For starters, instead of a flow chart, English majors just have a set of requirements that they need to hit. Within those, they're free to take whatever they like. My requirements as a double major went something like this: three intro courses, at least two 300-level courses, and at least one 400-level one. Everything else was fair play. I had so much space for electives that planning for my semesters then swung to the opposite direction for me. I developed choice paralysis and didn't know what to fill my roster with. The carefully constructed paths to success were gone, and with them, the freedom to go on autopilot. Now, I had to properly think about what I wanted from my degree.
Action vs Contemplation was the first time I saw people take a fresh approach to this dichotomy. Instead of picking a “better” side, the authors take a different route: they say both are important—and even necessary. Engineers can’t live without the humanities. It’s simply not possible. Even the most stringent career paths require future bridge-designers and skyscraper-builders to take classes on ethics, to make sure we act with humans in mind first. They have to take English classes to write better reports and are (usually) required to look for electives outside the department, which often translates into the arts or music. In theory classes, they need to learn about the history of designs and certain schools of thought. (And I had at least one class where I had to work in a group to build a robot, which was fun until I realized I had done most of the work. In theory, I was supposed to learn teamworking skills, but in reality, it was a lot of me fussing around with PowerPoint.)
The humanities are no better off without STEM. From the very beginning of print culture, we needed engineering to make the printing press, to make ink, to make the very paper we write on. Programmers were responsible for the typewriter, for computers, for the phones synced to the Cloud™ that lets writers access information from anywhere. Physicists and chemists helped create the centers of learning we call universities. And, as we progress into the future, the line between art and technology only continues to blur. With it, so should our preconceptions of a divided front.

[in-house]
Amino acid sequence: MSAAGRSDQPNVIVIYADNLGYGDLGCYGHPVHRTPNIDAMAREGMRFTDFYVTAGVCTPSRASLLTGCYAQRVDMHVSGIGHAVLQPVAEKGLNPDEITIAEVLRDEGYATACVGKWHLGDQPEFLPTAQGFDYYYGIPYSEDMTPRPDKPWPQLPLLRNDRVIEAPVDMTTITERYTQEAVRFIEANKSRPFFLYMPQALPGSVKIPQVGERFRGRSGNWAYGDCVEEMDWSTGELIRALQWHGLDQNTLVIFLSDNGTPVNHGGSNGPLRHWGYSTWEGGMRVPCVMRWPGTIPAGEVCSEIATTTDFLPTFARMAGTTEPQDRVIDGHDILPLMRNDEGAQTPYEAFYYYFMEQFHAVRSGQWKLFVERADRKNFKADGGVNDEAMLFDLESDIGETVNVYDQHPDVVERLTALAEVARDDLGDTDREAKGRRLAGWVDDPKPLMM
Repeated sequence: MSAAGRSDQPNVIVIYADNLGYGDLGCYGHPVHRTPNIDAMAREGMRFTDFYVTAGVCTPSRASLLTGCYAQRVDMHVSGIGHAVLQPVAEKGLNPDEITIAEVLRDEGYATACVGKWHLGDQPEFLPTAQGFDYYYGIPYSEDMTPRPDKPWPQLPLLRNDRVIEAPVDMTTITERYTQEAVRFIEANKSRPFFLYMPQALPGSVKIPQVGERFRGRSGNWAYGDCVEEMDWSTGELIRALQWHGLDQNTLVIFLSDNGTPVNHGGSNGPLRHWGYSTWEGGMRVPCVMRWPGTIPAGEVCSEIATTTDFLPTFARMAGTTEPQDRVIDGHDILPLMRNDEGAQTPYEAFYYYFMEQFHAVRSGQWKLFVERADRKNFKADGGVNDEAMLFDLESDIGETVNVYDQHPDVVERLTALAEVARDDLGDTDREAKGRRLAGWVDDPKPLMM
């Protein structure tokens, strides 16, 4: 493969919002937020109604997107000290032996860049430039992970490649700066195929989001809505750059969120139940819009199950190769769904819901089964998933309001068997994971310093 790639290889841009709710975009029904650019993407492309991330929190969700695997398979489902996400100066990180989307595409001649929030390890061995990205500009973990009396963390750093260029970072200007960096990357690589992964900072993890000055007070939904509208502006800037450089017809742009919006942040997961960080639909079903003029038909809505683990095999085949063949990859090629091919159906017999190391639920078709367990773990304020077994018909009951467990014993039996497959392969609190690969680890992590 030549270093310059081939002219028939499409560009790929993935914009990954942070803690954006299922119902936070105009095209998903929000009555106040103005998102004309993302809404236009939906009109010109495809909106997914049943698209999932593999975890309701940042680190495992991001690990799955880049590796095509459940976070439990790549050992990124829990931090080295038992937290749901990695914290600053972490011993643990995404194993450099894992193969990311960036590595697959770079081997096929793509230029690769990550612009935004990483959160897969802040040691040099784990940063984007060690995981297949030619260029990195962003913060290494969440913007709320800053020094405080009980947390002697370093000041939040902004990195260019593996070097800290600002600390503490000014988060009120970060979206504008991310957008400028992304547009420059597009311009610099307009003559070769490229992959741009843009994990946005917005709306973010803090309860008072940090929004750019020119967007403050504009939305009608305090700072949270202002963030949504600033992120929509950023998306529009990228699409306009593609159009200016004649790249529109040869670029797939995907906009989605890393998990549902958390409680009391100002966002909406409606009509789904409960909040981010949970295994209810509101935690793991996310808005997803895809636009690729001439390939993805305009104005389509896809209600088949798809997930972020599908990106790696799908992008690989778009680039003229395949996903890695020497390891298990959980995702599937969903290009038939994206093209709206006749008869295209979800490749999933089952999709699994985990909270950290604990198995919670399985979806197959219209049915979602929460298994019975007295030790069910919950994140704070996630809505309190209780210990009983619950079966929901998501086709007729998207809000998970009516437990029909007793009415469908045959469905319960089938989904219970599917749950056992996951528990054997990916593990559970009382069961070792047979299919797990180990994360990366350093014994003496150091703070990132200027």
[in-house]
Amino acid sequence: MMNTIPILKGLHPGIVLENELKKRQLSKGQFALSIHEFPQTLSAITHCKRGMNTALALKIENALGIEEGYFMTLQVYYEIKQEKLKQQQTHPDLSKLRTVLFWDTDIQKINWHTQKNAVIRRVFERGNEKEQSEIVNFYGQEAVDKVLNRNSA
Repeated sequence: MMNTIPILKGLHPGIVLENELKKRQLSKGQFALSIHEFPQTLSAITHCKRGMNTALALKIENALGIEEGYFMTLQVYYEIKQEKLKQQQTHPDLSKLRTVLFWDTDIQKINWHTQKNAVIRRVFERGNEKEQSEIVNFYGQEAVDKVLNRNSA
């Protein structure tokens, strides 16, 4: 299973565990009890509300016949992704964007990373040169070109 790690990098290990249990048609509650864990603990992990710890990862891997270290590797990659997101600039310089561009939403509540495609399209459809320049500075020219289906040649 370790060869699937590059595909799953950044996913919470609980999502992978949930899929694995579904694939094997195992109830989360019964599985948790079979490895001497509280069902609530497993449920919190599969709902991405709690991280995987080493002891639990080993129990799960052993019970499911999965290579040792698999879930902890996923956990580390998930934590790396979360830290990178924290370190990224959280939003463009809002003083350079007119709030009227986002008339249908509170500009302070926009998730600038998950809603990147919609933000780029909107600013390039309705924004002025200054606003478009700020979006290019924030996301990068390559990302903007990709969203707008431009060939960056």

“Instead of opposing liberal education to professional education,” Summit and Vermeule write, “we might reconsider how practical studies could be deepened and enriched through integration with the… ways of thinking represented by the humanities,” (Action vs Contemplation, 96). A new way of thinking about knowledge, interdisciplinarity, could be just what students need to not only be successful, but find satisfaction in their lives. Personally, I’ve found my background as a huge boon to my work, not only because it means I have a unique perspective I can give my writing, but also because it’s given me skills in the professional world that help me stand out from the crowd. I spend less time in the weeds and more time doing what I love, which is to create.
It's not a question of whether to live life through action or contemplation. A life lived jumping from one thing to the next is a recipe for burnout, just as a life lived doing nothing but thinking leads to dissatisfaction. Instead, we need both—theory and practice, forethought and effort, adventure and creativity. I personally would love to see a world where Research & Development teams work in tandem with musicians and poets, in wonderful harmony, not stringent opposition.
Summit, Jennifer, and Blakey Vermeule. Action versus Contemplation: Why An Ancient Debate Still Matters. The University of Chicago Press, 2018.
Summit, Jennifer, and Blakey Vermeule. “The ‘Two Cultures’ Fallacy.” The Chronicle of Higher Education, The Chronicle, 1 July 2018, www.chronicle.com/article/The-Two-Cultures-Fallacy/.